Cover art for NeuroTribesLately, I’ve been listening to NeuroTribes by Steve Silberman. To say I’m enjoying the book is true, and a bit of an understatement. I appreciate that it covers the historical context of discoveries around autism, painting portraits of the people. Silberman shows the horrifying history of how people have dealt with neurodiversity. It’s terrifying. I’m looking forward to finishing the rest of the book.


I’ve been busy this week and haven’t found time to work on my sketches or writing. I have a number of deadlines coming up for my courses, so that’s going to take most of my attention.

Annabelle: Creation

There’s a new trailer coming for Annabell: Creation. A prequel to the previous movie. Not sure about it.

Daily Thoughts 118: Favorite Authors

Cover art for VisitorWho are your favorite authors? Why are they your favorite authors? What is it about their work that you enjoy? When did you start reading books by that author? How has their work changed over the years? Which authors were a favorite but no longer are? Why not?

To reread, or not to reread?

That is the question. With a finite lifespan, as hard as it is to admit it, there is a limit to the number of books you’ll have time to read. Apparently, I can expect to read somewhere in the ballpark of 1,850 books if I live to a ripe old age. Not so many, is it? I easily have more books than that in my house (even more when you count e-books).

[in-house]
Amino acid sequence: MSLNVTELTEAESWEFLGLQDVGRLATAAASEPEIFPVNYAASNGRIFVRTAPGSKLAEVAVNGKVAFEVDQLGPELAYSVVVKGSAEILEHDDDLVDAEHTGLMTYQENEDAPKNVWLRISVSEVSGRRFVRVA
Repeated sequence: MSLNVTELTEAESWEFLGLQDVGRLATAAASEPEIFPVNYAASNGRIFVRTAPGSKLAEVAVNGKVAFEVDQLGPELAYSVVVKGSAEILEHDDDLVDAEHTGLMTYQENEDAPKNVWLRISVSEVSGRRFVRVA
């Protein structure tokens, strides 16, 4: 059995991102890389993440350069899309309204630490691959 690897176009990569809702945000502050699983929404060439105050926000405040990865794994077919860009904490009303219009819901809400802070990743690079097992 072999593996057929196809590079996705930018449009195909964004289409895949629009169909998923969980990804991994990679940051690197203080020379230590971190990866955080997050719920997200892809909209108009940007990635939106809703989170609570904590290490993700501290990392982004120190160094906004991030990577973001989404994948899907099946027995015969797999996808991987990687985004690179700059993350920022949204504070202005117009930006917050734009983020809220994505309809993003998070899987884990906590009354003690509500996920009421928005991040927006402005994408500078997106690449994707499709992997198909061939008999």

Given the facts (limits on how many books I’ll read each year and the number of years I might live), do you spend those limited book dollars on books that you’ve already read before? How many books do you read multiple times?

If I’m going to reread a book, it’ll likely be a favorite book, but not necessarily a favorite author (though often that is the case). Rereading, for me, means reexperiencing the book. Few books are enjoyable solely because of the surprise of the outcome.

Favorite vs. Bestseller

What would you rather have on your book cover, New York Times Bestselling Author or Tom Hiddleston’s Favorite Author?


If you’re going to ask questions, ask the hard questions!

I don’t much care about the bestseller lists. As I’ve posted before, I’m writing for my own reasons. I’d be far happier hearing that I’m someone’s favorite author (just not a creepy Misery sort of way). It doesn’t have to be Tom Hiddleston, it could be anyone and I’d be just as happy.

Favorite Authors

Who are some of my favorite authors?

  • Kevin J. Anderson
  • Clive Barker
  • Stephen Baxter
  • Terry Brooks
  • Lois McMaster Bujold
  • Octavia Butler
  • C.J. Cherryh
  • Julie E. Czerneda
  • Stephen R. Donaldson
  • Alan Dean Foster
  • Laurell K. Hamilton
  • Peter F. Hamilton
  • Frank Herbert
  • Stephen King
  • Anne McCaffrey
  • Frederik Pohl
  • Tim Powers
  • J. K. Rowling
  • Kristine Kathryn Rusch
  • Clifford D. Simak
  • Dan Simmons
  • Dean Wesley Smith
  • J. R. R. Tolkien
  • Karen Traviss
  • Sarah Zettel